At the time of publication, Murray’s idea was viewed as unworkable in the political context of the middle George W. Bush years because newly resurgent Democrats would never agree to the elimination of the welfare state they had so lovingly constructed over decades. Without the savings generated by ending those programs, there was no way to finance the replacement benefit. Republicans, still basking in their 1996 success, also had a lingering suspicion of policies that involved creating new cash benefits.

This suspicion of cash was “present at the creation” of the modern welfare state. Robert Caro, the great historian of Lyndon B. Johnson the man and the president, says that when Johnson’s advisors proposed the War on Poverty, LBJ’s one prohibition was, “No dole.” Having lived through the New Deal he was acutely aware of how Republicans—not to mention his own Texas Democrats—would react to anything perceived as a giveaway to those regarded as undeserving. He refused to be blown up by a petard of his own making.

In consequence, a new deluge of alphabet-soup programs was created to provide services, rather than cash, to the poor. Head Start, Job Corps, Community Action, VISTA, and a host of others were rushed through Congress to eliminate poverty, root and branch. This wasn’t a dole—it was a massive experiment in social and human reengineering. Social transformation, under the War on Poverty, would proceed from within as federally-funded programs and hundreds of thousands of civil servants and nonprofit employees took on the task of moral, educational, and social reformation among low-income Americans as the predicate for joining the Great Society.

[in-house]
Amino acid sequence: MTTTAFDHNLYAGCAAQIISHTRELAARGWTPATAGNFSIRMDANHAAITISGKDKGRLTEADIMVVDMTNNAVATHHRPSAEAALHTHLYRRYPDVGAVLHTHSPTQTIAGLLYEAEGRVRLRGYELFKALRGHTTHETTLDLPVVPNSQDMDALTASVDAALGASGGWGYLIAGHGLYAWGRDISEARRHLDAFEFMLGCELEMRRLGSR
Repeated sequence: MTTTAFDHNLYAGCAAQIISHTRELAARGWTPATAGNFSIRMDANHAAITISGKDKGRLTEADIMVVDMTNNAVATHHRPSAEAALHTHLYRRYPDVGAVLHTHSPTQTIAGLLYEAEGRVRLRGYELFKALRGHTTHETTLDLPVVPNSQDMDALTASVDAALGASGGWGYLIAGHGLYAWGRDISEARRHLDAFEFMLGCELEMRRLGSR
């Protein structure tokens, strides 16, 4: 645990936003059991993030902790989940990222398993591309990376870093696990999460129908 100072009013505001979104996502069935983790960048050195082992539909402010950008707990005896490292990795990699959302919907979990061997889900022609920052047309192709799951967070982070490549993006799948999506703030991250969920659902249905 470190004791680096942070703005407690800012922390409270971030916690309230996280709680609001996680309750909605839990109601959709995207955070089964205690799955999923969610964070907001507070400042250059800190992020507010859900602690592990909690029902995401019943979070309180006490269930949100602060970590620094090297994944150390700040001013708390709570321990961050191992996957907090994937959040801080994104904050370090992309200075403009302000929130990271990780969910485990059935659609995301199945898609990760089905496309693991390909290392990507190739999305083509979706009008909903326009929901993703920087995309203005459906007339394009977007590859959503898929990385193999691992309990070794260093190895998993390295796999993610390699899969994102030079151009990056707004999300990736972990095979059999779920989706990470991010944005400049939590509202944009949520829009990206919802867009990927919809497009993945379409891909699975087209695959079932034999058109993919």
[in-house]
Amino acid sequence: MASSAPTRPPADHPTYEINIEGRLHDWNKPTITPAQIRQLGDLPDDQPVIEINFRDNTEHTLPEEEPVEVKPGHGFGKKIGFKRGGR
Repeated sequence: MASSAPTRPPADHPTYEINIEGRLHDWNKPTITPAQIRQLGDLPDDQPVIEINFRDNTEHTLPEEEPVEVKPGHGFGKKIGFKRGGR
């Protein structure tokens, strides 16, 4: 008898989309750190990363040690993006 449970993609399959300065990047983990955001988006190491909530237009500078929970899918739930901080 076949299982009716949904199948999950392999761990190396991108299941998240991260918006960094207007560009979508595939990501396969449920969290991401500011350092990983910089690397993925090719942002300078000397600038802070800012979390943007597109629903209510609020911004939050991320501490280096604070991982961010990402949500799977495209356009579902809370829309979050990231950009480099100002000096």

Provided with resources and left to their own devices, with mutual support from family and friends, low-income Americans appear to do no worse, and in some cases better, than those who are enrolled in the heavy-handed and intrusive federal nanny-state programs.

As one might expect with such an ambitious project targeted at a detailed rewiring of the inner lives of human beings, things didn’t turn out as expected. People resisted being told what to do and how to live. Poverty, crime, unmarried births, and a host of other social ills rose relentlessly for decades beginning in the 1960s, and federally led anti-poverty programs fell into deep disrepute laying the political foundation for the conservative snap-back embodied in the 1996 reforms. In Ronald Reagan’s famous locution, we declared a war on poverty and poverty won. Henceforth, the U.S. government would focus its efforts on the basics, requiring work in return for public benefits, as the main pathway to economic self-sufficiency and social reform.

Return to the Bad Old Days?